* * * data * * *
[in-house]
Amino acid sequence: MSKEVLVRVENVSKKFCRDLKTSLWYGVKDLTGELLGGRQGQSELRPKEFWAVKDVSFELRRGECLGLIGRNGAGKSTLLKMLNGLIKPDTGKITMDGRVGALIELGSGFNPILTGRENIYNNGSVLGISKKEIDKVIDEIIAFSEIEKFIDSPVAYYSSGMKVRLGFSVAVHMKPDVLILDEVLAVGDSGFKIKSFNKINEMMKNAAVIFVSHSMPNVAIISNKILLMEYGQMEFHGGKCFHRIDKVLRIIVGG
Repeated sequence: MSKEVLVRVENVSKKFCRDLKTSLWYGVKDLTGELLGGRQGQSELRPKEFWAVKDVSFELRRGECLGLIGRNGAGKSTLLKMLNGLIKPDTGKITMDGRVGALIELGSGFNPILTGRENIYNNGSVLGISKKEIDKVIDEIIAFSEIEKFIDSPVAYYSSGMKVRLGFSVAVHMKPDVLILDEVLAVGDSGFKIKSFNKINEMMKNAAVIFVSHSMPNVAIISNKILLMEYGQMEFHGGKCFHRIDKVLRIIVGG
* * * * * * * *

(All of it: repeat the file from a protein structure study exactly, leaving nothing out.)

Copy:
[in-house]
Amino acid sequence: MSKEVLVRVENVSKKFCRDLKTSLWYGVKDLTGELLGGRQGQSELRPKEFWAVKDVSFELRRGECLGLIGRNGAGKSTLLKMLNGLIKPDTGKITMDGRVGALIELGSGFNPILTGRENIYNNGSVLGISKKEIDKVIDEIIAFSEIEKFIDSPVAYYSSGMKVRLGFSVAVHMKPDVLILDEVLAVGDSGFKIKSFNKINEMMKNAAVIFVSHSMPNVAIISNKILLMEYGQMEFHGGKCFHRIDKVLRIIVGG
Repeated sequence: MSKEVLVRVENVSKKFCRDLKTSLWYGVKDLTGELLGGRQGQSELRPKEFWAVKDVSFELRRGECLGLIGRNGAGKSTLLKMLNGLIKPDTGKITMDGRVGALIELGSGFNPILTGRENIYNNGSVLGISKKEIDKVIDEIIAFSEIEKFIDSPVAYYSSGMKVRLGFSVAVHMKPDVLILDEVLAVGDSGFKIKSFNKINEMMKNAAVIFVSHSMPNVAIISNKILLMEYGQMEFHGGKCFHRIDKVLRIIVGG